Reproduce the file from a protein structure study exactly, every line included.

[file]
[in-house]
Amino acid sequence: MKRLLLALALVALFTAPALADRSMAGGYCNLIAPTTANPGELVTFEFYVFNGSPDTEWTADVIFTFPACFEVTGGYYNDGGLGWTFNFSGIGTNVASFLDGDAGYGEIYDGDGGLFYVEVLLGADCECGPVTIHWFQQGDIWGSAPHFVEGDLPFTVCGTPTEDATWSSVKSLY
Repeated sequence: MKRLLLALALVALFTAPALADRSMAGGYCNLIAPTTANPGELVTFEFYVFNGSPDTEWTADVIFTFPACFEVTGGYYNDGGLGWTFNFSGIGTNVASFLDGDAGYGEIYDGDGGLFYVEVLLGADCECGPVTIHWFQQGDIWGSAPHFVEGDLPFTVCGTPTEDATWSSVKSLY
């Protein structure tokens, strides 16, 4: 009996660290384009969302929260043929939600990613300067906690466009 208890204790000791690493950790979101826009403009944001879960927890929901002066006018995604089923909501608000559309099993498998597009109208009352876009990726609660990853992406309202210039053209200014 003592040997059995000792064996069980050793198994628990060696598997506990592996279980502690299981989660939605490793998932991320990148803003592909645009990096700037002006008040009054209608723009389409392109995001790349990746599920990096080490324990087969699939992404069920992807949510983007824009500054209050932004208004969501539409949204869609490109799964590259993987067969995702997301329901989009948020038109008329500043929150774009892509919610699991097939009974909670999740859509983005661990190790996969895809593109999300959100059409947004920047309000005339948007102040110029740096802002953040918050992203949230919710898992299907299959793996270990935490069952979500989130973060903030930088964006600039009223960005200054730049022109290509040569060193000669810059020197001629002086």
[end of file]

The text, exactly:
[in-house]
Amino acid sequence: MKRLLLALALVALFTAPALADRSMAGGYCNLIAPTTANPGELVTFEFYVFNGSPDTEWTADVIFTFPACFEVTGGYYNDGGLGWTFNFSGIGTNVASFLDGDAGYGEIYDGDGGLFYVEVLLGADCECGPVTIHWFQQGDIWGSAPHFVEGDLPFTVCGTPTEDATWSSVKSLY
Repeated sequence: MKRLLLALALVALFTAPALADRSMAGGYCNLIAPTTANPGELVTFEFYVFNGSPDTEWTADVIFTFPACFEVTGGYYNDGGLGWTFNFSGIGTNVASFLDGDAGYGEIYDGDGGLFYVEVLLGADCECGPVTIHWFQQGDIWGSAPHFVEGDLPFTVCGTPTEDATWSSVKSLY
């Protein structure tokens, strides 16, 4: 009996660290384009969302929260043929939600990613300067906690466009 208890204790000791690493950790979101826009403009944001879960927890929901002066006018995604089923909501608000559309099993498998597009109208009352876009990726609660990853992406309202210039053209200014 003592040997059995000792064996069980050793198994628990060696598997506990592996279980502690299981989660939605490793998932991320990148803003592909645009990096700037002006008040009054209608723009389409392109995001790349990746599920990096080490324990087969699939992404069920992807949510983007824009500054209050932004208004969501539409949204869609490109799964590259993987067969995702997301329901989009948020038109008329500043929150774009892509919610699991097939009974909670999740859509983005661990190790996969895809593109999300959100059409947004920047309000005339948007102040110029740096802002953040918050992203949230919710898992299907299959793996270990935490069952979500989130973060903030930088964006600039009223960005200054730049022109290509040569060193000669810059020197001629002086």